Do Genetics Determine Human Intelligence Genetics and Intelligence Genetics and IQ Genes and IQ

Human Intelligence has always fascinated us into delving deeper into the mystery of human sciences; to seek and research truths about intelligence levels. Although science has brought to light that human intelligence is multi-factorial, it has no doubt enlightened us about the role that genetics plays too in defining our intelligence.

A gene is the primary unit of hereditary for everything that is living. Genes contain innumerable amount of information which makes them the building blocks of basic functioning in the living world, be it animals or plants. Genes pass on information or traits from parents to offspring and are instrumental in making an offspring similar to either or both of the parents.

Human Intelligence may be described as the ability of a human being to acquire and apply knowledge in general. That would mean that a lot depends upon the environment, the language a person is exposed to, the culture of a particular place and various other factors like socio-economic background and benefits of education. So in essence, general human intelligence would be the ability of a person to use deductive logic and abstract thought.

While intelligence is dependent on multiple factors, the importance of genes alongside it should not be ignored. An off spring from normal parents of diverse backgrounds usually has a stronger and healthier gene pool. Whereas, an offspring with parents from the same family line interbred for many generations within the same gene pool has a much weaker set of genes which affect the overall intelligence of that individual. This is true in case of hereditary related diseases affecting the growth and functioning of the brain related to intelligence.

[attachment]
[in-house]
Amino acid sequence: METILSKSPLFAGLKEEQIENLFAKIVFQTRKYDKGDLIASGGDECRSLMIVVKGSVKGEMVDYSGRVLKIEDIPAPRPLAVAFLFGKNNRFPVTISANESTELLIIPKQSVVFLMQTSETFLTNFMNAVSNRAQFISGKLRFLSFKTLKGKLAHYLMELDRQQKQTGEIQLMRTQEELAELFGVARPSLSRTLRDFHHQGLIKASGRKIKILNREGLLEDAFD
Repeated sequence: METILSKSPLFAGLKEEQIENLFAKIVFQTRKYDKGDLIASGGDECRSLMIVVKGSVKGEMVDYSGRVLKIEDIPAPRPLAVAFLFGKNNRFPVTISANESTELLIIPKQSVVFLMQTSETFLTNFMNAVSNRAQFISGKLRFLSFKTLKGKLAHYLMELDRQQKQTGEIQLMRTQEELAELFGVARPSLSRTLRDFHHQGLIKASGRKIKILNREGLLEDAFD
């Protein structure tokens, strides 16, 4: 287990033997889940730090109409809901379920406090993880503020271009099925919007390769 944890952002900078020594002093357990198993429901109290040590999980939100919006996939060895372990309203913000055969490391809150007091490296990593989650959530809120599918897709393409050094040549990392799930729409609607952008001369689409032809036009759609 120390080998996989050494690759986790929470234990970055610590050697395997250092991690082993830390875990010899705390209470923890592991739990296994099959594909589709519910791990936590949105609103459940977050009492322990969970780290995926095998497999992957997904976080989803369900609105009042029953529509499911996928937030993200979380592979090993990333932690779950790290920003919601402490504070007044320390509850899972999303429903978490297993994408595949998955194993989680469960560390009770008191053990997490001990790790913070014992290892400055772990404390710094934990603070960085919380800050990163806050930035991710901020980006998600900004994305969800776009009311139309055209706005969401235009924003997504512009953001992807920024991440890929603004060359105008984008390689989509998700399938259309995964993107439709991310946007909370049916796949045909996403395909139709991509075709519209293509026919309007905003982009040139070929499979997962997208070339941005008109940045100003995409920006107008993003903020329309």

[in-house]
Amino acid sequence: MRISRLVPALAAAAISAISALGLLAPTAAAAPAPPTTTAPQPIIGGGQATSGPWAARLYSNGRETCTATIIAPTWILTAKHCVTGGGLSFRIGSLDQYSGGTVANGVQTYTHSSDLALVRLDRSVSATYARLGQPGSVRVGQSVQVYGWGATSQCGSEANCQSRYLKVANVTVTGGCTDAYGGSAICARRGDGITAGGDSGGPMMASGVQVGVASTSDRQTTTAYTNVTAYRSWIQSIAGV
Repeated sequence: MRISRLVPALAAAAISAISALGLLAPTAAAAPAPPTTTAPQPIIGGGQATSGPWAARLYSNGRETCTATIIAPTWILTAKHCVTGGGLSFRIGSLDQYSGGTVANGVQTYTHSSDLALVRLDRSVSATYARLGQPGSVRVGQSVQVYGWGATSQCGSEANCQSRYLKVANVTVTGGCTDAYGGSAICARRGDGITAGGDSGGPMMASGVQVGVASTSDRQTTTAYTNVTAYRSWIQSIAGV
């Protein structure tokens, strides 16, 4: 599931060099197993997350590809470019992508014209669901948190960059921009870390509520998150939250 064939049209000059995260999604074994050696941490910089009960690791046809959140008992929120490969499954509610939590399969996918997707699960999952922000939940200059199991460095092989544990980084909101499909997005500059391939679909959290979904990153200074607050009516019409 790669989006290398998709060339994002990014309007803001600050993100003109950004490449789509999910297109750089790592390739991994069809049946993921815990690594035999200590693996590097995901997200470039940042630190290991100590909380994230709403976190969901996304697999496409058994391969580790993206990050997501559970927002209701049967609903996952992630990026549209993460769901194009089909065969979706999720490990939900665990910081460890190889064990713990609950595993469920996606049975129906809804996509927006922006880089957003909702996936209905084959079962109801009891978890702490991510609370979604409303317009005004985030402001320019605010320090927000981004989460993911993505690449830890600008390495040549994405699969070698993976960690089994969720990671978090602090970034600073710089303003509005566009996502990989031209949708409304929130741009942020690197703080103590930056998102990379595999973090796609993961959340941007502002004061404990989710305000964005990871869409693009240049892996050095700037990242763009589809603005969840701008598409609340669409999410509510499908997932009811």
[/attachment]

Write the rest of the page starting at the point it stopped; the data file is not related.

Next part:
Biological studies have shown that the size of the brain or the size of specific areas of the brain is one of the many factors determining intelligence. This could be dependent upon the gene required for proper chromosomal distribution and growth of brain cells. Usually this is controlled at the time of birth or infancy and is not noticed until the child grows a bit. Slower growth of the brain results in a smaller size of the brain and also reflects a lower IQ.

Let us take for examples a study done on a group of isolated Pakistani families in Yorkshire. This group of families interbred, and produced or showed strong evidence of homozygosity. Homozygosity is the state of possessing two identical forms of the same gene, one each from either parent. In this study, those Pakistanis who suffered from a disease called microcephaly were found to possess a set of identical genes inherited from both parents. This ailment resulted in a slower and smaller brain growth that hugely affected the intelligence of that person, showing that person to be of much lower General Intelligence.

It is no secret that human intelligence is influenced by many factors; nonetheless, the most dominant among them is the genetic makeup of a person. Gifted parents generally give rise to gifted individuals and the making of a genius is no mystery. It is the precise combination of genes whether through natural selection or a genetic accident. Genes provide the building blocks for intelligence and affect the way human intelligence takes its course. Genetics, in fact, goes a long way into determining and defining the people we are today.